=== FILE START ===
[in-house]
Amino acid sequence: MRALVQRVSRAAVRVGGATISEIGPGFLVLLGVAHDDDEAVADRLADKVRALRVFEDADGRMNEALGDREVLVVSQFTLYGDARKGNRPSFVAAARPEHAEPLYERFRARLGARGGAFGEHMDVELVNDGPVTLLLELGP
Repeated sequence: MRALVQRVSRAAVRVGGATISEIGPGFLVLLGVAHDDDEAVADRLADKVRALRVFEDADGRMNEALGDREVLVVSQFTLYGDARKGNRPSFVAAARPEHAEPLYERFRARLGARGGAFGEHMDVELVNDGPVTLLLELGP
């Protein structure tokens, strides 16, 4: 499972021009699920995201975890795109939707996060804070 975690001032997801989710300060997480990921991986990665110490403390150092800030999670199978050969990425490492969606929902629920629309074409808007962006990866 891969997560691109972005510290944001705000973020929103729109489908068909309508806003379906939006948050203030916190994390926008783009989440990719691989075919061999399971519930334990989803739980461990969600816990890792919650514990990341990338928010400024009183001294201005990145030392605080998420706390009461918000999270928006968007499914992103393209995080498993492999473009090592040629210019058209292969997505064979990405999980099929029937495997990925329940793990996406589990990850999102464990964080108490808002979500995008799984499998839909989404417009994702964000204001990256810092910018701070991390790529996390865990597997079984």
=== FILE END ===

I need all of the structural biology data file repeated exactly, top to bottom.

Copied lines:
[in-house]
Amino acid sequence: MRALVQRVSRAAVRVGGATISEIGPGFLVLLGVAHDDDEAVADRLADKVRALRVFEDADGRMNEALGDREVLVVSQFTLYGDARKGNRPSFVAAARPEHAEPLYERFRARLGARGGAFGEHMDVELVNDGPVTLLLELGP
Repeated sequence: MRALVQRVSRAAVRVGGATISEIGPGFLVLLGVAHDDDEAVADRLADKVRALRVFEDADGRMNEALGDREVLVVSQFTLYGDARKGNRPSFVAAARPEHAEPLYERFRARLGARGGAFGEHMDVELVNDGPVTLLLELGP
């Protein structure tokens, strides 16, 4: 499972021009699920995201975890795109939707996060804070 975690001032997801989710300060997480990921991986990665110490403390150092800030999670199978050969990425490492969606929902629920629309074409808007962006990866 891969997560691109972005510290944001705000973020929103729109489908068909309508806003379906939006948050203030916190994390926008783009989440990719691989075919061999399971519930334990989803739980461990969600816990890792919650514990990341990338928010400024009183001294201005990145030392605080998420706390009461918000999270928006968007499914992103393209995080498993492999473009090592040629210019058209292969997505064979990405999980099929029937495997990925329940793990996406589990990850999102464990964080108490808002979500995008799984499998839909989404417009994702964000204001990256810092910018701070991390790529996390865990597997079984």